* 1843 – The Treaty of Maastricht of 1843 delimited the boundary between the Netherlands and Belgium, but even then it was found impossible to compromise on the territory of Baarle. It was instead decided to leave things as they stood, for it was impossible to define the boundary between boundary poles 214 and 215 (about 50 km).

Instead of defining a boundary, it was accepted that the nationality of 5732 parcels be established one by one (the colouring on the cadastral maps). A part of these parcels constitute the (at least) twenty Belgian enclaves, presently Baarle Hertog, which are situated either within the territory of the Dutch municipality of Baarle-Nassau or, in the case of the agrarian region of Zondereigen, in the surrounding land.

Most of them lie about five km beyond the Belgian border, but there is also a small enclave of Baarle-Nassau inside Belgium and even a Belgian parcel within a Dutch parcel within a Belgian enclave surrounded by Dutch territory. This bizarre situation has obviously led to a number of difficulties – hence the repeated attempts at normalization.

* 1875 – A new committee, set up by Belgium, began its exploration of the possibilities for an exchange of territories in 1875. Only in 1892 was a draft agreement between the both countries ready, but it was not accepted by both parliaments.

* 1996 – In 1996 plans were made to form bigger municipalities in the Netherlands and in Belgium. So Baarle-Hertog would become a part of Turnhout and Baarle-Nassau would form together with Alphen and Chaam a new entity (the “ABC-municipality”).
This implied that the distance between the two centers of municipal government, now about 200 meters, would increase to 15 kilometers. This would make the long-existing strong contacts between both municipalities rather impossible. Both the Dutch and the Belgian parliaments voted against the disappearance of the municipalities of Baarle-Nassau and Baarle-Hertog. So they still exist although they are in population terms among the smallest municipalities of both countries.

(photograph © Kiwidutch)

(photograph © Kiwidutch)

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(photograph © Kiwidutch)

(photograph © Kiwidutch)

The Story of Baarle
http://ontology.buffalo.edu/smith//baarle.htm

November 26, 2017

When Land Ownership Got Very Complicated Indeed…

Filed under: BAARLE Nassau/Hertog,Historical,PHOTOGRAPHY,THE NETHERLANDS — kiwidutch @ 1:00 am
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(photograph © Kiwidutch)

In my first post about Baarle I looked at the strange enclave and counter enclave situation here.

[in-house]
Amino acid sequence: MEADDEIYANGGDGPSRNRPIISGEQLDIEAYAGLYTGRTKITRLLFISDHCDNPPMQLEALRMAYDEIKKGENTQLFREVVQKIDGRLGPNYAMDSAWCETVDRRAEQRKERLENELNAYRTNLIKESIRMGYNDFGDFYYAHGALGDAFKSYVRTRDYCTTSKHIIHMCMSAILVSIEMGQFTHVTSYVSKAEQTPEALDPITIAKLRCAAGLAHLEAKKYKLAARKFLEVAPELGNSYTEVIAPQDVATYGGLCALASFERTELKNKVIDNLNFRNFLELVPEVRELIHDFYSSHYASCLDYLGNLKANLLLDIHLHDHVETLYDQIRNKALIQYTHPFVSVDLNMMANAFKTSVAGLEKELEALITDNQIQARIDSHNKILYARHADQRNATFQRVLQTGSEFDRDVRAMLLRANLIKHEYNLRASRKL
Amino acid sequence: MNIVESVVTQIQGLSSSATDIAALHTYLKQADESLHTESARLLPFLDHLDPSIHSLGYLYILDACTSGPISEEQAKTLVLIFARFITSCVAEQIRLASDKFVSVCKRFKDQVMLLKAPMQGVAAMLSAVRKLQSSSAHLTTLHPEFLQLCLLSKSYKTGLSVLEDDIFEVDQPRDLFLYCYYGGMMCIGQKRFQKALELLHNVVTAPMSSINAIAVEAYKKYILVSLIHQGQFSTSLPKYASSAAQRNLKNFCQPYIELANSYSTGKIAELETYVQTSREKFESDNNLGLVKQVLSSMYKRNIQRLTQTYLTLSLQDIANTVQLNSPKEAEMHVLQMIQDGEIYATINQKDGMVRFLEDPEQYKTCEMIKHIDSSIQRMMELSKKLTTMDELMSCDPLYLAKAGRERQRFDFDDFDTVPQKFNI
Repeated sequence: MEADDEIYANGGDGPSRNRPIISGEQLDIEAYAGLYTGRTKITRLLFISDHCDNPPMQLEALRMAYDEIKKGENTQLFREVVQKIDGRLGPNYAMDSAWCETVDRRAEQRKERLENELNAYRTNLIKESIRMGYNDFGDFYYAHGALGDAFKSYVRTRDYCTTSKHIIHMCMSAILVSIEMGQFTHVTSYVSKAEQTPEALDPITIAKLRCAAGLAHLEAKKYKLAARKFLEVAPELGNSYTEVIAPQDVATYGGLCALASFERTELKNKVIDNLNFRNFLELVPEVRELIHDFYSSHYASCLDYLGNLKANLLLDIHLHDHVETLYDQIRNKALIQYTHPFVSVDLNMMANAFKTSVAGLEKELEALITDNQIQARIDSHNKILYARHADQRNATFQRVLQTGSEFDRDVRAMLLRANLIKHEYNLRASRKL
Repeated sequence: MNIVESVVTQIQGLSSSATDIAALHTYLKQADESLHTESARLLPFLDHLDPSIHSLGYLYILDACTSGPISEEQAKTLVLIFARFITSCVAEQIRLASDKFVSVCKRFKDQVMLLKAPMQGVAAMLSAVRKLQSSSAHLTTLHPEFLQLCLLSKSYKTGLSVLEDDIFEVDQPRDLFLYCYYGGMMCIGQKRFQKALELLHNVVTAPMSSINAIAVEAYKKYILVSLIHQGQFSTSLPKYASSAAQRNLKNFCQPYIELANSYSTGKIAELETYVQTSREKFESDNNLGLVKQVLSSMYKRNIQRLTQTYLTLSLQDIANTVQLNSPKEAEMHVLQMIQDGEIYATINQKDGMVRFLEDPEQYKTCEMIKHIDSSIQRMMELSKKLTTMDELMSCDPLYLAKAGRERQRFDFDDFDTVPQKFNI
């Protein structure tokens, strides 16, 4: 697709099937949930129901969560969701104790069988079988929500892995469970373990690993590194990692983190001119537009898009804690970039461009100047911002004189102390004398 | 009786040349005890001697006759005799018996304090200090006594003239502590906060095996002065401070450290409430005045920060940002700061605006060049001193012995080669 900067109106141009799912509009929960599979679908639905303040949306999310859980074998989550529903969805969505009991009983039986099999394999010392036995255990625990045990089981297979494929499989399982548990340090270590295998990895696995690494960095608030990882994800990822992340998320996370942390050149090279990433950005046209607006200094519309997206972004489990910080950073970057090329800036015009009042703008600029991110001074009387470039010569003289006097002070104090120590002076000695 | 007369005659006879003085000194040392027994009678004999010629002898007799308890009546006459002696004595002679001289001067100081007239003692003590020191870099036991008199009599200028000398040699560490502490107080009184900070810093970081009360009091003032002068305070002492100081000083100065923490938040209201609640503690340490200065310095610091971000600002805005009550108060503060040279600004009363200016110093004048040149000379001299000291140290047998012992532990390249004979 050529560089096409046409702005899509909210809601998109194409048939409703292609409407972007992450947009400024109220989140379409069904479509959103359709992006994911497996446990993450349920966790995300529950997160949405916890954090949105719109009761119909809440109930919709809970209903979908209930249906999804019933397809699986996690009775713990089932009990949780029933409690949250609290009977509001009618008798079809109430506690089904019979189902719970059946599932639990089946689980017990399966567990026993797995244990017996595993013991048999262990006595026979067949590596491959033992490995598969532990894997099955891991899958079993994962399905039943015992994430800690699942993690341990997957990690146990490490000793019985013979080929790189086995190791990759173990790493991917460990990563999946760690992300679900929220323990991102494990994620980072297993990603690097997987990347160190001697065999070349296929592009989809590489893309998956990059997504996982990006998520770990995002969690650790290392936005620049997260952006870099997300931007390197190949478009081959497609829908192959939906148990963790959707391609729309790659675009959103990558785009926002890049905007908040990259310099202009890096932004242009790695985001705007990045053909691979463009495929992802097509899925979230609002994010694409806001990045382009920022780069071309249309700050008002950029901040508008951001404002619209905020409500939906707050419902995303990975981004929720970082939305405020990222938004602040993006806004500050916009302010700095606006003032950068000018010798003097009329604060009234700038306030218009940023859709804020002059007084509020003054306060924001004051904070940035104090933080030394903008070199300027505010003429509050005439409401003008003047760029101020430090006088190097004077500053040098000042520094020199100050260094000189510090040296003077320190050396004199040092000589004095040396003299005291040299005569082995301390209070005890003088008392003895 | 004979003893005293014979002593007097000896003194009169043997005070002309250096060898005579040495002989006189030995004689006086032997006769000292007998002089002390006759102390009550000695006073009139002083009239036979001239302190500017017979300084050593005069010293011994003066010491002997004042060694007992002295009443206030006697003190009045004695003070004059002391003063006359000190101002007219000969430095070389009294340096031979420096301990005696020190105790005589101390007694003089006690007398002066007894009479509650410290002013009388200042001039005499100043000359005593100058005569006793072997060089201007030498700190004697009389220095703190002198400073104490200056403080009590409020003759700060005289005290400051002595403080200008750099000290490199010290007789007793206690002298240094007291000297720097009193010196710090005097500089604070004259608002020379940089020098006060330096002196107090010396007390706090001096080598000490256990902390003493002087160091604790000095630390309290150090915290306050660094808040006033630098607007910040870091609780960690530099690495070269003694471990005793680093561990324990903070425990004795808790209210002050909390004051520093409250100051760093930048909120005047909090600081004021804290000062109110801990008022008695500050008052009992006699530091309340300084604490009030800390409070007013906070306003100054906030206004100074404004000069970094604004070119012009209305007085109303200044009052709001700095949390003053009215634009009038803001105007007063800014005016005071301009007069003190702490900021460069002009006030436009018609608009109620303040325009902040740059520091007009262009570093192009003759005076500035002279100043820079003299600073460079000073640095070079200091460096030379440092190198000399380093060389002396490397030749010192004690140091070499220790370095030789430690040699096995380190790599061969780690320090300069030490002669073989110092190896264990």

Of course this is the main reason we are here this weekend; to look at how this conundrum works itself out on the ground.

So, How is it possible that parcels of land within one country can belong to a neighbouring country? Even more, how can some of these parcels of land end up with bits of the host country inside them?

The answer is complicated, and like most good tales of strange land titles and border irregularities, goes back a few centuries (or in this instance, between eight and nine hundred years).

‘In the 12th century Baarle is located in a rather peripheral region in which none of the regional counts (of Holland, Louvain/Brabant, Gelre) or bishops (Utrecht, Liège) enjoys a firm grip on the surrounding territory. A number of local lords owned their own village and some of them succeeded in becoming a regional lord, like the Lord of Breda.

In the period 1190 – 1235 the Count of Louvain/Brabant expanded his power from the south over a large part of this region, while the Count of Holland expands from the Northwest.

A big clash occurred in 1203, from which time both regions of influence were more or less clearly demarcated. In the years before 1203 the Lord of Breda took sides with Louvain/Brabant while the Lord of Strijen elected for Holland.

Indeed the Count of Louvain gave up all his claims in the north west and gave them in fief to the Lord of Breda. Those documents are now dated “ca. 1198”. Other local and regional lords in that part of the region called “Brabant” from 1203 were afterwards swallowed up by Brabant without such compensation. Only after 1235 does the Count of Louvain/Brabant present himself as Duke of Brabant.

Baarle was at this time not the only collection of enclaves and the enclaves were not the only inhabited parcels. The count of Louvain kept his personal feudal link with the people in the region that already before 1198 had sided with him.

These persons and their houses and fields in various places like Heerle, Roosendaal, Nispen, Sprundel, Hage, Zundert, Wernhout and in Baarle, came to fall under the jurisdiction of Zandhoven, a countal court east of Antwerp.
In the medieval sources you can find “Hage-Hertog”, “Zundert-Hertog” and so on, and not only “Baarle-Hertog”. In fact Baarle-Hertog consists completely of ducal fiefs and fiefs of rented out parcels of those fiefs. Dating from that moment, a difference was born between those parts of Baarle under the Duke of Brabant, and those parts of Baarle (and Heerle, Wernhout, etc.) under the Lordship of Breda.

(photograph © Kiwidutch)

The presuppositions for the existence of BAARLE-NASSAU were thus created around 1198, but it is only from 1404, when the Counts of Nassau in Germany became also Lord of Breda, that the name “Baarle-Nassau” can be found.”

This is how there came to be a complex network of enclaves and counter enclaves, and why the village has a Dutch name “Baarle-Nassau” and also a Belguium one: “Baarle-Hertog’.”